Navy's pounds 1bn air-defence investment in jeopardy

MoD spending: Projects dogged by radar and computer problems
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Westminster Correspondent

Two Royal Navy projects totalling over pounds 1bn are in jeopardy because of computer error and problems with new technology.

The disclosure is made in evidence published yesterday to the Commons Public Accounts committee by Malcolm McIntosh, head of procurement at the Ministry of Defence.

Mr McIntosh told the committee in a supplementary memorandum that the Navy's new pounds 769m air defence Seawolf missile system relied on a radar system that was not working properly.

As a result, Mr McIntosh wrote, there is "the risk that genuine threats will be missed and not be engaged by [Seawolf]".

Developed by British Aerospace, the Seawolf relies on the Navy's "Type 996" radar built by GEC-Marconi. This radar, wrote Mr McIntosh, "is not always accurate enough for optimum [Seawolf] engagement against some targets".

In a nutshell, the 996 has an alarming habit of inventing flight tracks, producing an overload of the system and causing unnecessary missile firings. It also means that a genuine attack has a better chance of getting through.

Mr McIntosh told MPs that GEC-Marconi and the MoD, were examining a programme of improvements.

At the same time, the procurement chief has also admitted that the Navy is having severe problems with the computers on its new Type 23 frigates. Costing pounds 274m, the BAe-Sema-designed command system is proving so error- prone that the Navy has been unable to put the ships into high-risk situations.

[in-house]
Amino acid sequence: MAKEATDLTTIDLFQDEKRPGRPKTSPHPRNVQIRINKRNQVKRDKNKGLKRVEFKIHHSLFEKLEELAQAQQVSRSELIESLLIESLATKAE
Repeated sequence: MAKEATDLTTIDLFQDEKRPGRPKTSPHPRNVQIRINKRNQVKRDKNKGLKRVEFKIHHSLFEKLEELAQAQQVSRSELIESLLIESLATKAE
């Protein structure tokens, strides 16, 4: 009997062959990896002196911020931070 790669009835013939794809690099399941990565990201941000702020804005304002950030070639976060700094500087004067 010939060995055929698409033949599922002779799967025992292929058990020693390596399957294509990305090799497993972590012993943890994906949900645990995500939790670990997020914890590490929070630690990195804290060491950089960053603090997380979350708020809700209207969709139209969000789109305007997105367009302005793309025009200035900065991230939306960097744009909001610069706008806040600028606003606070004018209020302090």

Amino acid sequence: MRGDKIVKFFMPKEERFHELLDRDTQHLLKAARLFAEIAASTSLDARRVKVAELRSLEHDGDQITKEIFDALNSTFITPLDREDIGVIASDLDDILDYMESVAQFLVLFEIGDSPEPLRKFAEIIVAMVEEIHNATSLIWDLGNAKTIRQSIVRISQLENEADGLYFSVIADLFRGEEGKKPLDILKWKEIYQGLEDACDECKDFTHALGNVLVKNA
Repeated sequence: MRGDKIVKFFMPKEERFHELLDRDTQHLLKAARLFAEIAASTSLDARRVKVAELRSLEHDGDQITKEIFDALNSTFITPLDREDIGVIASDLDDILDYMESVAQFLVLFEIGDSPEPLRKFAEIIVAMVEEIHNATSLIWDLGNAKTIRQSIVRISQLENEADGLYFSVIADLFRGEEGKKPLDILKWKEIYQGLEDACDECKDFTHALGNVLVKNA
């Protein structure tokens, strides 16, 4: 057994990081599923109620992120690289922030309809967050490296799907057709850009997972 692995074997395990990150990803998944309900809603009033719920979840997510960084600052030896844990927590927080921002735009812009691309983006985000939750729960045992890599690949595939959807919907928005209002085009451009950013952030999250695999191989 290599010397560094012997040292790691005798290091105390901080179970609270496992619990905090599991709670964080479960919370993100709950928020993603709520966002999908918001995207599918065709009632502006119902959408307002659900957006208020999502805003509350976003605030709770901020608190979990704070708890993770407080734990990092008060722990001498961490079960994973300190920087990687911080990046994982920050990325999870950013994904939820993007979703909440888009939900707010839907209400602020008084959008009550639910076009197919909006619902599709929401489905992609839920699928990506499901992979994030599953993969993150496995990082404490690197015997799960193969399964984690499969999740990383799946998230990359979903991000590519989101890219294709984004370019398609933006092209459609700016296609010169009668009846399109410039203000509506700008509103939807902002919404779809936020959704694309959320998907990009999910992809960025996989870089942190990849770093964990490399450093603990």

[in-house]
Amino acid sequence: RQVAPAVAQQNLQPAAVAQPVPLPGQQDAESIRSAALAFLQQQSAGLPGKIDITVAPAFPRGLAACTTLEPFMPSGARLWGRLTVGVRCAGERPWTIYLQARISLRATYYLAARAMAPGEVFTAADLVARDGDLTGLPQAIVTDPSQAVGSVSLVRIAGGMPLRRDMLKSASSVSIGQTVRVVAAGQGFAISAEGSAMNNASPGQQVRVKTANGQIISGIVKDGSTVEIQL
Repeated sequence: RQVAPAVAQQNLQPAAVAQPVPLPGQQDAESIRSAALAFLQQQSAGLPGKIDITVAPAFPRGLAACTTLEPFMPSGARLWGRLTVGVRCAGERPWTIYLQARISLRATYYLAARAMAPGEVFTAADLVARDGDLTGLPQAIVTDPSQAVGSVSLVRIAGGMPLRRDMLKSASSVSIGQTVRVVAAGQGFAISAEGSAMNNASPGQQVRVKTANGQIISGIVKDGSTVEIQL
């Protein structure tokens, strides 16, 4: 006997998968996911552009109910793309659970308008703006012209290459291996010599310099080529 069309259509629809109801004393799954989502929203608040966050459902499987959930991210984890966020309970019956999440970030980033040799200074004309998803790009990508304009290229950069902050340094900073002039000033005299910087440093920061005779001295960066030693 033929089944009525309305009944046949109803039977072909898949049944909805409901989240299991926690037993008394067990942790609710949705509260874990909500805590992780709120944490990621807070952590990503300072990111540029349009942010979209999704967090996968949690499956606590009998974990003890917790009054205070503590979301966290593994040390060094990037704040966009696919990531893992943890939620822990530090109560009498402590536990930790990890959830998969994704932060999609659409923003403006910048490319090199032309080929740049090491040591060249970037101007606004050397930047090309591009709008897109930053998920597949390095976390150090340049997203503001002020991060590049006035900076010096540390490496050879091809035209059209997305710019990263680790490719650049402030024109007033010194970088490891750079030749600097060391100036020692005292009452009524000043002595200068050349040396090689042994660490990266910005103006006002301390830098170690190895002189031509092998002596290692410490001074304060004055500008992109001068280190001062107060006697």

After the Falklands war, when ships were vulnerable to Exocet missile attack, the Navy ordered a command system to co-ordinate defence against such weapons coming from four or five directions at once. So far, it has not worked.

In his evidence, Mr McIntosh described the Type 23 software as "one of my worst and most sensitive projects". He tried to deflect criticism by pointing out that computer difficulties were not confined to the military: "The Stock Exchange managed to crash its large computer investment ... We are not alone in this process but it is intrinsically difficult."

Mr McIntosh said there was nothing wrong with the ships' engines. They are "mechanically perfectly able, all of the principle systems and sensors are perfectly able".

The weakness comes, he said, when data is assimilated and communicated between ships in the same fleet. At that point, the system is liable to collapse.

"To not have that capability means that you can use the individual sensors, you can fire the individual weapons, but you cannot do it in the sort of co-ordinated fashion you could do with this new system working properly."

He told MPs: "As a result, while we have used the ships - the Royal Navy has had them at sea, it has been operating them - we cannot put them into circumstances of higher danger which would rely on that sort of data fusion to be that much safer in the area of multiple threats. There have been real limitations on what we can do."

It was one of the procurement executive's "highest priorities", Mr McIntosh said, to solve the Type 23 command system fault.